Ban on movement of corpses over Ebola: How necessary?


The federal government recently announced that, as part of measures to check the spread of the deadly Ebola Virus Disease in the country, Nigerians should henceforth bury their dead relatives in the same locality of their death. The decision, according to the Minister of State for Health, Dr Khaliru Alhassan, was taken in the best interest of the citizens. The minister added that security agencies had been instructed not to allow people bring corpses into the country or even move corpses from one state to another, until the disease is contained in the country.

For this edition of VIEWPOINT, our reporter, Adebayo Oladejo sampled the opinions of Nigerians on the decision. Their responses are presented below.

 It is unnecessary

While I commend the Nigerian government, and especially the Lagos State Government, for their swift response in addressing the spread of Ebola and protecting the citizens, I think outright ban on movement of corpses is unnecessary, provided there is a death certificate stating the cause of death. That aside, the federal government should have also devised means of preventing the virus from entering the country.

Patience Sanni

Pharm. Patience Sanni

Ifo, Ogun State


Implementation should be limited to affected areas

The decision is a good one, but as we all know, it will really affect our African beliefs concerning burying our dead in foreign lands. So I’m of the opinion that the rule should be more rigid on corpses coming into the country from Ebola affectedareas. But for other unaffected areas, when a death certificate accompanies a corpse, the corpse should be allowed to move.

Prof. Ibezim now UNN’s dean of Pharmaceutical Sciences

As at today, Ebola has been restricted to only two states, Lagos and Port Harcourt, and even in those two states, it has been well managed.So there is no cause for fear. It is also interesting to note that all the cases so far recorded are one way or the other linked to Patrick Sawyer, who brought the disease to the country, which also shows that the challenge has been well managed. So I see no reason why such action of banning movement of corpses around the country should be taken. I would rather suggest that the government makes it compulsory for the relatives of deceased persons to obtain the death certificate stating the cause of the death and that solves the problem.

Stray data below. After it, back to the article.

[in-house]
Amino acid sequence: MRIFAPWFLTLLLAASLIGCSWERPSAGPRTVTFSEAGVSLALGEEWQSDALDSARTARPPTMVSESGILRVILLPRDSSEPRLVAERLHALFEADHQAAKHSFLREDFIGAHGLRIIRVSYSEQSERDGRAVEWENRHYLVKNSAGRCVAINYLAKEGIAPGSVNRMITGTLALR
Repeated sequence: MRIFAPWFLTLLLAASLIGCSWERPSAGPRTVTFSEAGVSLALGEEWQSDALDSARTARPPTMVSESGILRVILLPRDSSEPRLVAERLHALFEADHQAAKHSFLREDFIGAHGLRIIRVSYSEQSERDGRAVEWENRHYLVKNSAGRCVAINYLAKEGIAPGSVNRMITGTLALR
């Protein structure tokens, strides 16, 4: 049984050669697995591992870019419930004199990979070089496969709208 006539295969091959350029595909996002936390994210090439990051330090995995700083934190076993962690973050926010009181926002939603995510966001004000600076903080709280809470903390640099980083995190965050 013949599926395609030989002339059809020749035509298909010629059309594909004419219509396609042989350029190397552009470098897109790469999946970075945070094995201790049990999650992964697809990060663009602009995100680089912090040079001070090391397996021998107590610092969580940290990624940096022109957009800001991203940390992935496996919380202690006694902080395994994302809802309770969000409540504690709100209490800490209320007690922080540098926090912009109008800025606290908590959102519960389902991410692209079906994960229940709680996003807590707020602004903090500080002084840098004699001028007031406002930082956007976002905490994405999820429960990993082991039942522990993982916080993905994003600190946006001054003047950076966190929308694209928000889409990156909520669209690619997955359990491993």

Sanni Rueben







 Sanni Reuben O



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 It’s unAfrican

Considering the current situation, the move is a good one but it’s not the best alternative because the affluent and the powerful may not comply.Or do you think anyone will disturb a convoy conveying the remains of an ex-governor or an ex-president from one place to another? It may eventually not be a balanced policy because only the masses will be left to bear the brunt.

Aside from that, it would be a disadvantage to most of our people from the East, because there is this belief that it is sacrilegiousto bury certain people outside where they hail from.In fact, there is an adage that says, “The head of a king cannot be hanged outside his kingdom.”So the fact that the directive goes contrary to our cultural belief, as Africans, meansmany may not comply.

I think what the Ministry of Health should do in this regard is to ensure there is a proper way of verifying if a deceased person actually died of EVD or not.

Udinankaru Uchenna







Odinankaru Uchenna

Oshodi, Lagos


 It’s a good move by the FG

This is a welcome development and a good prevention strategy.We need to leave no stone unturned in ensuring that the ban is obeyed and respected.The man who brought the deadly virus into the country[Patrick Sawyer] contracted it from his dead sister.So the best way of preventing further spread is to bury a dead person where the person dies. In fact, to an extent, this would further reduce the rate at which people spend unnecessarily on burial ceremonies or movement of dead bodies; so the government is right on this.

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However, this Ebola epidemic is another eye-opener to the age-long decadence in our health sector. It’s extremely sad to note that this significant sector of the Nigerian society has been so neglected to the extent that ordinary, but extremely important healthcare tools such as Personal Protective Equipment –gowns, googles, glovesetc–requiredfor this period are grossly inadequate and are just being ordered by most state governments at this time of medical emergency. One begins to wonder where all the budgetary allocations have ended up. So, as much as I am in support ofthe FG’s decision, I think there should be a general overhaul of our healthcare system, so that adequate staff and equipment can be provided.

Christiana Ojo








Ojo Christiana

Isolo, Lagos






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